(BCN) — The 9th U.S. Circuit Court of Appeals will host a hearing Wednesday on whether to uphold a court order that bars the city of San Francisco from clearing tent encampments.
In December, a federal magistrate judge ruled that San Francisco city officials cannot enforce or threaten laws against involuntary homeless people sleeping, sitting or lying on city streets. The federal judge issued a preliminary injunction on the basis that San Francisco did not have enough shelter beds for the city’s unhoused population.
Enforcing these laws when people did not have ample access to shelter would violate the Eighth Amendment’s cruel and unusual punishment clause, she concluded. In response, San Francisco City Attorney David Chiu filed an appeal challenging the definition of what it means to be “involuntarily homeless.”
Before the hearing Wednesday, a coalition of businesses and community groups will join a slew of San Francisco officials to speak out against the court order in a rally. Mayor London Breed and Supervisors Rafael Mandelman, Matt Dorsey and Joel Engardio plan to speak on the advancement of the city’s resources for homelessness and substance abuse.
But those against the homeless encampment sweeps argue it is unfair to enforce sleeping laws against homeless people as the city continues to have an insufficient shelter bed supply.
In a letter to their supporters sent out Monday, the advocacy group Coalition on Homelessness, which brought the suit against the city, said that though many people are frustrated about the presence of unhoused people, massive sweeps are not the solution to the problem.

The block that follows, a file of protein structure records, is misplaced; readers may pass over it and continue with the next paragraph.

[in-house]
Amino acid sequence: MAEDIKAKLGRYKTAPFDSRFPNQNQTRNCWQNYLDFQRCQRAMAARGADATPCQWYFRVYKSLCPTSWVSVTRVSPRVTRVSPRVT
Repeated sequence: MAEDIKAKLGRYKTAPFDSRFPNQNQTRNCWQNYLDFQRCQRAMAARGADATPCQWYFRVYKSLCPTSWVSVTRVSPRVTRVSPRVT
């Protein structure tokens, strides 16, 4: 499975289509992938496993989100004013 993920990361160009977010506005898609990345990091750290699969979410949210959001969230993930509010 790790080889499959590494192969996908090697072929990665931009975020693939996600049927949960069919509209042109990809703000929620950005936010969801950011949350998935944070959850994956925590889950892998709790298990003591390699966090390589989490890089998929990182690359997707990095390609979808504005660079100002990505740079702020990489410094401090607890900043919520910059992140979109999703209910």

Permitting sweeps would only lead to illegal confiscation of people’s property, added obstacles to proper care and the criminalization of poverty, according to the group.
“We believe it is time for San Francisco to shift gears and stop holding onto failed strategies,” reads the letter from executive director Jennifer Friedenbach.
The organization alleges that it compiled significant evidence that city officials were breaking the law and blaming homeless people for a problem they caused.
“We have been trying to get the city to stop abusing people for years and start focusing on real solution to the city’s affordability crisis instead of blaming the impoverished San Francisco residents most impacted by skyrocketing rents,” added Friedenbach. “They refused.”
The organization is hoping for a win that could transform the city’s homelessness crisis response and add more beds and housing for homeless people.
Wednesday’s court hearing is planned for 9:30 a.m. at 95 Seventh St. and is being live-streamed at https://www.ca9.uscourts.gov/media/live-oral-arguments/watch/?id=12855468130678
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